|Title||Frederick Douglass' Paper, 1859-08-19, vol. 12 iss. 36 no. 608|
|Subject||Antislavery movements -- United States ; African Americans -- History -- To 1863 ; Manuscripts, American ; Slavery -- Protest movements -- History ; Slavery--United States--Periodicals; Douglass, Frederick, -- 1818-1895 -- Manuscripts;|
|NY Heritage Topic||Government, Law & Politics|
|Location||Rochester (N.Y.) ; New York (State), Western|
|Publisher of Original||Frederick Douglass|
|Date of Original||1859-08-19|
|Physical Description||newspaper; 4 p.; 26 x 19 in. (66.04 x 48.26 cm.)|
|Format of Digital||image/tiff|
|Holding Institution||St. John Fisher College|
|Contact Information||Visit http://www.sjfc.edu/library/speccoll/specialcollections.dot|
Frederick Douglass' Paper
|Library Council||Rochester Regional Library Council|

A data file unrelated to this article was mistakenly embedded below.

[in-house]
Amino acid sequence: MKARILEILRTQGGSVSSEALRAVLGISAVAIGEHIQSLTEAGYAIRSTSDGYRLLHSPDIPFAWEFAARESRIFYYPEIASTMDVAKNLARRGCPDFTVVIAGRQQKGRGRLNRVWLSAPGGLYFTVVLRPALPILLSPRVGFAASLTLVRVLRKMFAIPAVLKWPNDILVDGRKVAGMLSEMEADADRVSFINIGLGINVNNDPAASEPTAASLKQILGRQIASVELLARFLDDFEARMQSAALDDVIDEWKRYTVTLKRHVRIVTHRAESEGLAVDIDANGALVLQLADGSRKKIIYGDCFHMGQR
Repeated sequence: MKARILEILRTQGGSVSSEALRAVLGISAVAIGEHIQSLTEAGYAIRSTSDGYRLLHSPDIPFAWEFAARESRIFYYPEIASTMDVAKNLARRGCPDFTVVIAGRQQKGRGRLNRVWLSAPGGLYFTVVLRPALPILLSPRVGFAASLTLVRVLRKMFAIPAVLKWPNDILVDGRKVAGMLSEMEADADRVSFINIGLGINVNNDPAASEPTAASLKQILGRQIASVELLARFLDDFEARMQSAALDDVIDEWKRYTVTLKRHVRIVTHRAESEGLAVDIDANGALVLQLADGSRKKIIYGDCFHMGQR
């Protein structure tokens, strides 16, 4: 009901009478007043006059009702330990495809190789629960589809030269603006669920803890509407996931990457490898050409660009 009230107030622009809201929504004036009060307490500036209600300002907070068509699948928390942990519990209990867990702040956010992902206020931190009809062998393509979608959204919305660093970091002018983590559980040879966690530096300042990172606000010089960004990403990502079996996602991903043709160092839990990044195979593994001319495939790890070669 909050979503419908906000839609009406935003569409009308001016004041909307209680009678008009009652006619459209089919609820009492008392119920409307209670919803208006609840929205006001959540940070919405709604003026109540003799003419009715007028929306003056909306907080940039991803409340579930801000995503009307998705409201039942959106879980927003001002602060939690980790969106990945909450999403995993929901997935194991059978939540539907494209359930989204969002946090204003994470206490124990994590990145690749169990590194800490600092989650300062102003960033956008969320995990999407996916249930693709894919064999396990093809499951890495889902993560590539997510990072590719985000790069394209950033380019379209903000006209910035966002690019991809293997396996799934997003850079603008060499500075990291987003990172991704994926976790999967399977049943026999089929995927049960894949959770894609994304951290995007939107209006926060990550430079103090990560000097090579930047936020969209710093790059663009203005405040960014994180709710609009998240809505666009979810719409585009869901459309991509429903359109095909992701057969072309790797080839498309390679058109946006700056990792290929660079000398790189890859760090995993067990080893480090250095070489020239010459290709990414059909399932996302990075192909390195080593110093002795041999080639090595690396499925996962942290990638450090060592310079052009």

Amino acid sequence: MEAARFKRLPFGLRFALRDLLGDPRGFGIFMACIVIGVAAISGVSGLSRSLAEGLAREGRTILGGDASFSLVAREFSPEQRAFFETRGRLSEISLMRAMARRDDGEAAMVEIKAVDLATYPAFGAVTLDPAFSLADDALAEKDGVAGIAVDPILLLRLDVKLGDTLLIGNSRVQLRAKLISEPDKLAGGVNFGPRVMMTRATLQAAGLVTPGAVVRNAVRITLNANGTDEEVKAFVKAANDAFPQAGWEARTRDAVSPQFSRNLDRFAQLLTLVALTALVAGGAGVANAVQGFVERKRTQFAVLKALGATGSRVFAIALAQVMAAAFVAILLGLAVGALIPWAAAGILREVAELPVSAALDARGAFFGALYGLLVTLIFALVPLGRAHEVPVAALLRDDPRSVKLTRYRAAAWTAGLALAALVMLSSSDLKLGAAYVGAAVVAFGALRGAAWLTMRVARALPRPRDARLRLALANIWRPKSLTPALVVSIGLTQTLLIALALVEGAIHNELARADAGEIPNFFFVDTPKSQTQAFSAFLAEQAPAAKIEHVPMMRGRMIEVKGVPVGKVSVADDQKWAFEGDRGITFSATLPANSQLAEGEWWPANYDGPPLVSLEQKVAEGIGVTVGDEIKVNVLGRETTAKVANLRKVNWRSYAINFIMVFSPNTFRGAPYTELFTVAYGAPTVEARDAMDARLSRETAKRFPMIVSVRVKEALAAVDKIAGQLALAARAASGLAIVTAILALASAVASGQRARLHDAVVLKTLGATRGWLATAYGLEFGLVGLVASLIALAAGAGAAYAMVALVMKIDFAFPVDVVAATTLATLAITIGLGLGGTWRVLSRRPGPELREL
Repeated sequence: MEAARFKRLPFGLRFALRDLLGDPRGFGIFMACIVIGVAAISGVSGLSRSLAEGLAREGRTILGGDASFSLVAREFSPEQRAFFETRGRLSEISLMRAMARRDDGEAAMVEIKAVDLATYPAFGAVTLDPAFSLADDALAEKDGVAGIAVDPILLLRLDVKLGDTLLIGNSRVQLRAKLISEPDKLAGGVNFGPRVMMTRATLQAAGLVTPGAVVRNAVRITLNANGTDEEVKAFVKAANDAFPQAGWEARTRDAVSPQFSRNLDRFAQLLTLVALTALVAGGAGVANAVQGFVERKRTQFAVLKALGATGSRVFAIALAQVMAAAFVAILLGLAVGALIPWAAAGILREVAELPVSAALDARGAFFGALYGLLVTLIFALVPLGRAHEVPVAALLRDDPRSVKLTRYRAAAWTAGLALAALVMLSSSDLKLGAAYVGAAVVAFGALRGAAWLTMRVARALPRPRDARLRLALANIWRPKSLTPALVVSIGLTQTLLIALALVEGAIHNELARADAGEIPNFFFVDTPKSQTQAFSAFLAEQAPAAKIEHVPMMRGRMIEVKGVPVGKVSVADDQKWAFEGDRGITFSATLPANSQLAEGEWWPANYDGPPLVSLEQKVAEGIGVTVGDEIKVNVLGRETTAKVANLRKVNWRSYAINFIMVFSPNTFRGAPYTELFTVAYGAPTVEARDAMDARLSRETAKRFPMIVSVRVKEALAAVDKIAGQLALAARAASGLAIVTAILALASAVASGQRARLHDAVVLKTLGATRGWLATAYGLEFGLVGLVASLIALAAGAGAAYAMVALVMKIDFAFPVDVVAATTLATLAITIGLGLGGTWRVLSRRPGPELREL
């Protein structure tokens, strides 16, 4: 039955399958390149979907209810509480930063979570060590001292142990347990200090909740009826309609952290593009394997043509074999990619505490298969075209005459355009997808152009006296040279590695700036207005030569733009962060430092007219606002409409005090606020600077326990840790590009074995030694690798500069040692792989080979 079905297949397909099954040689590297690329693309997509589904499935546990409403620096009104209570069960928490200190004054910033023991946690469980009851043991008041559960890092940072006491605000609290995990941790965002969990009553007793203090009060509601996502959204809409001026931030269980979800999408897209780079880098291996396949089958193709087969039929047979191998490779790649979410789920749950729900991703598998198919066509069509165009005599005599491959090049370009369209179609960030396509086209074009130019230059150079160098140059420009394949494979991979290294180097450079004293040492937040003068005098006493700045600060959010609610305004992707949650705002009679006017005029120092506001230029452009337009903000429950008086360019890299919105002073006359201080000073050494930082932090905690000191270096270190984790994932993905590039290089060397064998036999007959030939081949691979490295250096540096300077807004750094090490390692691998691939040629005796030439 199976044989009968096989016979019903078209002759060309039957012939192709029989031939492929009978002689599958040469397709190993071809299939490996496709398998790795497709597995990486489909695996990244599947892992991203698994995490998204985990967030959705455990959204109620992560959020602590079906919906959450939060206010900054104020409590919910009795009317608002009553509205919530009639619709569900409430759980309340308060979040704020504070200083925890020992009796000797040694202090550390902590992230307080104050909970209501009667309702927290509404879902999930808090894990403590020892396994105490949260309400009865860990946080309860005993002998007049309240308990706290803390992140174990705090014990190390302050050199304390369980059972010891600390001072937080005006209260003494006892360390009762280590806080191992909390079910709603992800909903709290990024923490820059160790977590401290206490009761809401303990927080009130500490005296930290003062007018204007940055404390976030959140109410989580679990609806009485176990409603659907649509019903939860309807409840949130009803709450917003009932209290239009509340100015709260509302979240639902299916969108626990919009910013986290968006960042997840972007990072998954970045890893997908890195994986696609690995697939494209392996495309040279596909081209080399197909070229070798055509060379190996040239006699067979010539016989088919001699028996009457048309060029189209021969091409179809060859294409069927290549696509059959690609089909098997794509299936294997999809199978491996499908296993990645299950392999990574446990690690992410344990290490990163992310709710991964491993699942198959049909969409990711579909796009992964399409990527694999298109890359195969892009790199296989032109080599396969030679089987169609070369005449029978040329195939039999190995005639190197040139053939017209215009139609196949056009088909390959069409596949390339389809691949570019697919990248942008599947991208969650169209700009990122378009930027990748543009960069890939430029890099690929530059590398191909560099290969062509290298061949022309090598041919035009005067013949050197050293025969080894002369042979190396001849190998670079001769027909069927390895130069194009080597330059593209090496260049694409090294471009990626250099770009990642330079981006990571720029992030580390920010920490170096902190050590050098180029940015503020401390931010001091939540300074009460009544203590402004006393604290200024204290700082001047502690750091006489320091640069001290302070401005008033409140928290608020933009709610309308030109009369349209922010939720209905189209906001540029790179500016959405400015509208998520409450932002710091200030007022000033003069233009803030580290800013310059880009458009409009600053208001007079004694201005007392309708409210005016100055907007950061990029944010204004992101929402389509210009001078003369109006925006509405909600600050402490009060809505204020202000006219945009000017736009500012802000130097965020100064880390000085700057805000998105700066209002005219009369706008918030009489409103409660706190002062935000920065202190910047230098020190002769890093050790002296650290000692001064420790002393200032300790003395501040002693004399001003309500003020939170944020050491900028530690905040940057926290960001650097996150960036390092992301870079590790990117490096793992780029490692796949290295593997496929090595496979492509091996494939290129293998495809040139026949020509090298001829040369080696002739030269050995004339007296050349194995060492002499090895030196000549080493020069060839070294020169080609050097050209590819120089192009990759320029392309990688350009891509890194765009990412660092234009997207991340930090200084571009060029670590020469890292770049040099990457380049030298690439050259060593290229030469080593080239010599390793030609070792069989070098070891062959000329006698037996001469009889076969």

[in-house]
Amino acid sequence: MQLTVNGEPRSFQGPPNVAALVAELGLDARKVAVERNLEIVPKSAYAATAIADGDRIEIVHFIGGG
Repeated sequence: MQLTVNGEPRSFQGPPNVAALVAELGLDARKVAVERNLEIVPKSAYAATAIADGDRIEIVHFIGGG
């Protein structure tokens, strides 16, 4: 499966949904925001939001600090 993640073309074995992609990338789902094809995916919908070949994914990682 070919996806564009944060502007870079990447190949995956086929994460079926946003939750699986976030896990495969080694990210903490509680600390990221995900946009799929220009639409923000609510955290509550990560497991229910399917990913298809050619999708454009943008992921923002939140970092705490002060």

ufontR ipttgk^.1 J&tw
VOL. XII.—NO. 36.
bstottbb to TBI BaaGais ®p ma h&sjhdhib,, VJSWB91 in! mi mm w ®mmv atass, ©b sums.
ROCHESTER, N. Y., AUGUST 19, 1859.
Od the first of A
Serty to those
colored people of this
! yew lhati for sc
This fiii'f h--.-
ipatioti is 'a failure.' Some
lit regretfully, some gleefully,
ind particularly Democratic
le it the occasion for sieging
tuate Slavery, or uttering ob-
nat 'the Black Republicans1
needed the radical a
doned it for oti
great staples, and still
scai-icily of agriculturft
ipplied ; ■'
s spreading o
Frederick Douglass' Paper, 1859-08-19, vol. 12 iss. 36 no. 608for